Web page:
Extremely grateful to my amazing team which really came through for me & for giving me tons of moral support I needed especially when things went wrong. Also for the quick setup & assisting me wherever needed.

The change in location also ended up being a blessing in disguise as the padding of this lift helped create an environment that looks similar to the inside of a box. Also, since this location had no security, I was free to shoot here as long as I needed & had more time to do more takes & rehearsing with regards to how he plays with the box.

Since I was directing & shooting this film, this allowed me to also have more time to frame better while rehearsing at the same time.

Kiwiduck films!

Shots breakdown

Shot #1:

For the first shot, it was a continuous long tracking shot which I used to establish a couple of things.

One was the character & him entering the lift, secondly was when we show the box which the audience may or may not take notice of, thirdly was when he places the box down & the lift stops, lastly was when he shouts for help & steps back.

Shot #2:

This is when the character tips over the box, I used a single shot for this to place emphasis on the box.

Shot #3:

The 3rd shot was to show the effects of the lift when the box is out of the character’s hand. I ended up using the handheld version of the shot as it felt more natural & the movement matched the character’s.

Shot #4:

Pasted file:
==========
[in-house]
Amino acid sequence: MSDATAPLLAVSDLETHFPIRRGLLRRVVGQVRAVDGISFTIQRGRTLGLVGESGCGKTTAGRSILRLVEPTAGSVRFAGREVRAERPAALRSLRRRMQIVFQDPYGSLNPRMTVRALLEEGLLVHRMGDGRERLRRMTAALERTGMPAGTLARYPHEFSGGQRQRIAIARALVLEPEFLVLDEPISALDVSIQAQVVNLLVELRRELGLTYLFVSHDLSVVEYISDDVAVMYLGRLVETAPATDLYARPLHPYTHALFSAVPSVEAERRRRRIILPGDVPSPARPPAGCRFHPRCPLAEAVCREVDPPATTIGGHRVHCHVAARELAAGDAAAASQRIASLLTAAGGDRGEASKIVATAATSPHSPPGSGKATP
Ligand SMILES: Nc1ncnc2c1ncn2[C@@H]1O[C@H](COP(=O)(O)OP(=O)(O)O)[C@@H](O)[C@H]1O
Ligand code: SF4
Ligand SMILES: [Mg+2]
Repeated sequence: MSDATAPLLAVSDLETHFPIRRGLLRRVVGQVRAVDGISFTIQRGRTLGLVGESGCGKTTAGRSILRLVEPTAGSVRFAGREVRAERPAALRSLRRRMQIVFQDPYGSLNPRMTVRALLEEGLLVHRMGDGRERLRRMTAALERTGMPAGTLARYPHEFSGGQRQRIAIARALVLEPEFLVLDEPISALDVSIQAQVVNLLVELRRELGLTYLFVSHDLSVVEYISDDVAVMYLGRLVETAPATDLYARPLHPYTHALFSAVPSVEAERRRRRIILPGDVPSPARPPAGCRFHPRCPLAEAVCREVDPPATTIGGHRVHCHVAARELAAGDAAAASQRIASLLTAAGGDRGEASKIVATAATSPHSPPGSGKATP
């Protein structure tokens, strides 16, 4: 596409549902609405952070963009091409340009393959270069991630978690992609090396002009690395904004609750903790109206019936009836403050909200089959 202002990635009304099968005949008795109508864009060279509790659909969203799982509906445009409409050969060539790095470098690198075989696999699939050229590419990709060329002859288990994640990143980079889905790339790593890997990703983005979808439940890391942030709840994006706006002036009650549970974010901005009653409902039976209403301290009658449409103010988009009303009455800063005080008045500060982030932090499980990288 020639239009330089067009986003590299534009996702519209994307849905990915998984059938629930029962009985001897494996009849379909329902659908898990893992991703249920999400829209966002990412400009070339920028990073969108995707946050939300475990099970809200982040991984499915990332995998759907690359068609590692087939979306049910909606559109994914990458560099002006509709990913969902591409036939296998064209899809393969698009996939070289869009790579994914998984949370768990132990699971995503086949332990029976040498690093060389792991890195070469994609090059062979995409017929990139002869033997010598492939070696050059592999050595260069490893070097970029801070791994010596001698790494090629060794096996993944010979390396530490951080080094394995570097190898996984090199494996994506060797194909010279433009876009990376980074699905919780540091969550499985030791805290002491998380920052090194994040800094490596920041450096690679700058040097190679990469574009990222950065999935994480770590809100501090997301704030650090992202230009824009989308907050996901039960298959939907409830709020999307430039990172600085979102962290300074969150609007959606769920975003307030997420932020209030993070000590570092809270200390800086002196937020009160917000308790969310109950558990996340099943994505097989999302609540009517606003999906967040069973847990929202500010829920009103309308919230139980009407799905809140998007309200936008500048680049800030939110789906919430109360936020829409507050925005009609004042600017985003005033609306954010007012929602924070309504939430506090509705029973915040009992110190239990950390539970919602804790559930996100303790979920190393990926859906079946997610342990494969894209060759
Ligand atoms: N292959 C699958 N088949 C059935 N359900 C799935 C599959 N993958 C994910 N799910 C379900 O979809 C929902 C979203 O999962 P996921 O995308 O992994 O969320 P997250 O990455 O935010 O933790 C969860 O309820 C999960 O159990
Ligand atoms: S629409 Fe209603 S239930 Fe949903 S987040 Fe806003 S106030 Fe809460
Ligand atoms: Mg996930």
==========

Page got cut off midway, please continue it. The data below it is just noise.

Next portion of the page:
The 4th shot was the moment of messing around & discovery of how the box works & relates to the lift. I had to let this shot play out for a bit as I wanted it to have this comedic element to it & also to control the pacing of the film.

Shot #5:

This was an important shot as well as it was the moment of realisation for the character & how he can use the box to control the lift.

Shot #6:

This shot was to show the character’s understanding of the box as he rides it all the way up to his desired level. However after reaching his floor, the lift doors remain closed. He figures maybe cutting open the box to see what is inside will help him understand what’s going on.

Shot #7:

The last shot happens outside the lift, as he opens the box, it correlates with the opening of the lift door, symbolising the box as the lift he is in. He looks inside & smiles, but it is never revealed what is inside the box. This was just to add a fantasy element to it & leaving the audience to wonder what is inside it.

The seen & unseen element of the film was how this unsuspecting label on the box that we usually never see ends up being of crucial importance to the mechanics of the lift. We journey with the character as he begins to see & discover the label as well.


Final timeline

Sound design was crucial to this film as we never get to see the levels of the lift, it was important to convey the movement of the lift through sound.

The pacing of the film was also important as it had to have this gradual sense of discovery as we learn the truth about the box with the character. The climax had to come in in a way that felt just nice & ties the whole film together.

Before & After

With the colour grading, I went for something a little green-ish, this choice was to match the aesthetic of the lift as well as giving it a somewhat dark yet magical look.

Final film

It was definitely a crazy & fun-filled process leading up the final film, but it was all in good fun. Do enjoy the final film!

Concepts of Digital Imaging Project 2 – “Morning Dip”